Jenkins has aired six different ads to date for a total spot count of 2,367. The spots have focused on his support for President Trump and his agenda, as well as his perfect score from the NRA. In addition to Blankenship’s attack ads, Jenkins has been on the receiving end of attacks by 35th Inc., a super PAC supporting Morrisey.
Morrisey has aired two different ads for a total spot count of 2,054, the least of the three candidates to date. One opens with an attack on Jenkins, calling him a “liberal” before extolling Morrisey’s virtues. In the second ad, Morrisey recounts his efforts to fight the Obama Administration’s anti-coal policies and promises to take on Washington with a video depicting a West Virginia mountain being dropped on the U.S. Capitol building. He’s gotten some help from Restoration PAC, a super PAC that has aired a positive ad on his behalf.
Democrats, under the guise of the Duty and Country PAC, jumped into the GOP primary yesterday by launching a television spot attacking both Morrisey and Jenkins. A spokesman for the PAC told MetroNews that they are focusing on Morrisey and Jenkins because they appear to be the frontrunners for the nomination. Of course, a negative focus on the “frontrunners” only serves to help Blankenship. But wait, this story gets stranger. The treasurer of the PAC is listed as Booth Goodwin – this would be the same Booth Goodwin, who as the U.S. Attorney for West Virginia prosecuted Blankenship. So now Goodwin is helping the guy he spent a couple of years arguing should go to prison for a very long time. Blankenship’s attorneys filed a motion this week to have his conviction vacated, arguing that federal officials (like the U.S. Attorney) failed to turn over relevant documents that might have helped his case.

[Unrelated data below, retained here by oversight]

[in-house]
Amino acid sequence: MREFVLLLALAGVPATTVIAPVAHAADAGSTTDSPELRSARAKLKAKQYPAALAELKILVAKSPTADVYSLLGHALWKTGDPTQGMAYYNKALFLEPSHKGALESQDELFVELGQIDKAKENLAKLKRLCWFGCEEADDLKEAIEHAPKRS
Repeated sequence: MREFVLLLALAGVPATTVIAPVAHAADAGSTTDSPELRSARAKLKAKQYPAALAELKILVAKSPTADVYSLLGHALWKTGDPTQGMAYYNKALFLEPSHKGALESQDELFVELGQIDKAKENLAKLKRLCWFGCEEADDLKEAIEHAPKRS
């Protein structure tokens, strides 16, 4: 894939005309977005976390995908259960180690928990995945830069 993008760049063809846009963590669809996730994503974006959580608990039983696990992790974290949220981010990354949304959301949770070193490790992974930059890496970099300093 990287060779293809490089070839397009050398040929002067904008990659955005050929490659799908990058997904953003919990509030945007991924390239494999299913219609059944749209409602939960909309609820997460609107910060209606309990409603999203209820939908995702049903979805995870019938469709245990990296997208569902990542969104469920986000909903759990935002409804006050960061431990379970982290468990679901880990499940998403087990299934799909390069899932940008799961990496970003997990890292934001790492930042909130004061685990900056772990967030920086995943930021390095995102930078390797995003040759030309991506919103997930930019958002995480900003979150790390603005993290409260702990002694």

So where does the primary stand? It’s hard to tell with the limited polling available. There have been three primary polls that tested all three candidates. An Osage Research survey for the Morrisey campaign (March 13 of 500 registered primary voters) showed Morrisey leading the field with 24 percent, followed by Blankenship with 23 percent, and Jenkins with 17 percent while the minor candidates combined for 4 percent.
A Harper Polling survey for the Jenkins campaign (March 5-6 of 400 registered primary voters) put Jenkins at 29 percent, followed by Blankenship at 27 percent, Morrisey at 19 percent, the minor candidates combining for 10 percent and 15 percent undecided. An earlier Harper poll (February 5-6 of 500 registered primary voters) had Jenkins at 33 percent, Morrisey at 25 percent, Blankenship at 18 percent, minor candidates at 12 percent and 12 percent undecided.
If nothing else, these polls demonstrate why there is growing concern about Blankenship. Apart from that, this seems to be anyone’s game with 18 days to go in the primary race.
While Republicans slug it out, Manchin and Democrats aren’t taking much for granted. Manchin faces a minor primary challenge from environmental activist Paula Sweerengin. He went on the air this week with a spot touting his independence. Senate Majority PAC, the super PAC that supports Senate Democrats, has aired three positive ads that boost Manchin for a total spot count of 1,329.
The outcome of the GOP primary will certainly impact the general election. If Jenkins or Morrisey win the nomination, the race will remain in the Toss Up column. But, it would be hard to justify that rating if Blankenship is the nominee.
Photo: AP Photo/Steve Helber